entry under the 1994 legislation are limited to putting
up six branch offices each. The four foreign banks that
had been operating in the Philippines prior to 1948 were
each allowed to open a maximum of six additional branch
offices. Current regulations mandate that majority
Filipino-owned domestic banks should at all times control
70 percent or more of total banking system assets. Rural
banking remains closed to foreigners.

———————–
Reigning in Excess Cash
———————–

¶4. (U) As one of its monetary policy measures, the
Central Bank (Bangko Sentral ng Pilipinas, or BSP)
adjusts the banking sector’s required reserve ratio of
deposits to loans to control the supply of pesos. It
increased the reserve ratio by 2 percentage points in
July 2005 to 21% because of the high volume of pesos in
the market. Each bank must now hold 10% of its pesos in
“regular” reserves with the BSP at zero or minimal
interest rates. Banks must hold another 11% in
“liquidity” reserves, which can be invested in market-
yield government securities. In addition, the BSP has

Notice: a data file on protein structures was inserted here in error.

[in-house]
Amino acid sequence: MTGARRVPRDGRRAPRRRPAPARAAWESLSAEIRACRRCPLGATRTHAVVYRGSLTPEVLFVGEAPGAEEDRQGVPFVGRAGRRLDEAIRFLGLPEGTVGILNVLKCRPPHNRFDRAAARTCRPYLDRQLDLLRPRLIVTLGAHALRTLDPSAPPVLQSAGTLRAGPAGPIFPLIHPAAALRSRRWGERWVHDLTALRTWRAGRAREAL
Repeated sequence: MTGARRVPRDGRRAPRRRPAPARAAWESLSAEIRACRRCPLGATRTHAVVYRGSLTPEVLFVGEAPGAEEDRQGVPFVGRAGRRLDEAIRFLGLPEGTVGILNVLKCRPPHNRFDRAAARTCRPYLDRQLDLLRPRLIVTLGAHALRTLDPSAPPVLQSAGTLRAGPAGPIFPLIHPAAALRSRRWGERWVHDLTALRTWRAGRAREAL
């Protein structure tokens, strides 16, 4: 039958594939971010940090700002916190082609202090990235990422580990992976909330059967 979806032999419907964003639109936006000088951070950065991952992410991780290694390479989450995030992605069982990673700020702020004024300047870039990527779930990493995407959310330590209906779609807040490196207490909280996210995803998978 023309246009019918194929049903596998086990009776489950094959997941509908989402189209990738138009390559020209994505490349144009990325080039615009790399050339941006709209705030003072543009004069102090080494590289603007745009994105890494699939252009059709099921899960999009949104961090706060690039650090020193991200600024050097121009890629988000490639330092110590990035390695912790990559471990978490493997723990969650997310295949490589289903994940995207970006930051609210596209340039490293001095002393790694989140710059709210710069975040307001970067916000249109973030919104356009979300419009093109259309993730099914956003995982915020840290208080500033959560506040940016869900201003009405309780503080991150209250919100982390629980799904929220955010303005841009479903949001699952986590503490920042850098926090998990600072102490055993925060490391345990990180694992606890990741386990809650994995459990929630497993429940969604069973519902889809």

raised overnight policy rates by 0.75 percentage points
thus far in 2005.

¶5. (U) Even with the increase in reserves requirements
and policy rates, domestic liquidity has risen 14% for
the year through October. BSP Governor Tetangco
attributed the sustained expansion in the money supply to
the large amount of hard currency remitted from overseas
workers (ref b) and portfolio investments in the
resurgent stock market. The BSP reported November 30
that the speculative financing flows of $2.1 billion so
far in 2005 are already four times greater than all of
last year. The bulk of this hot money went into the
stock market, which closed near the 2100 level on
December 1. Bankers noted that the BSP has resisted
taking some of the pesos out of circulation by either
raising the reserve requirement or selling securities on
the open market because the BSP is already flush with
cash. As one indication, the BSP’s foreign assets have
increased year-on-year by 9.7% while its foreign
liabilities declined by 50%.

———————————-
Neither a Borrower Nor a Lender Be
———————————-

¶6. (SBU) One feature of the banking system since the
Asian financial crisis is its reluctance to make new
loans. Bankers commented to Econoff that the corporate
sector has few major expansion plans that require outside
funding and so are not interested in loans. “There is
little corporate appetite to expand because of political
uncertainties, weak infrastructure, and regulatory
uncertainty,” said one banker. Because of the huge
amount of cash chasing few customers, it is a borrower’s
market. The competition creates a low spread between
consumer deposit and loan interest rates, compelling
banks to chase after their elite customers to maximize
lending and reduce risk. Even so, the Philippines has
the lowest ratio of consumer loans to deposits among all
the countries in Southeast Asia – only 53% and falling.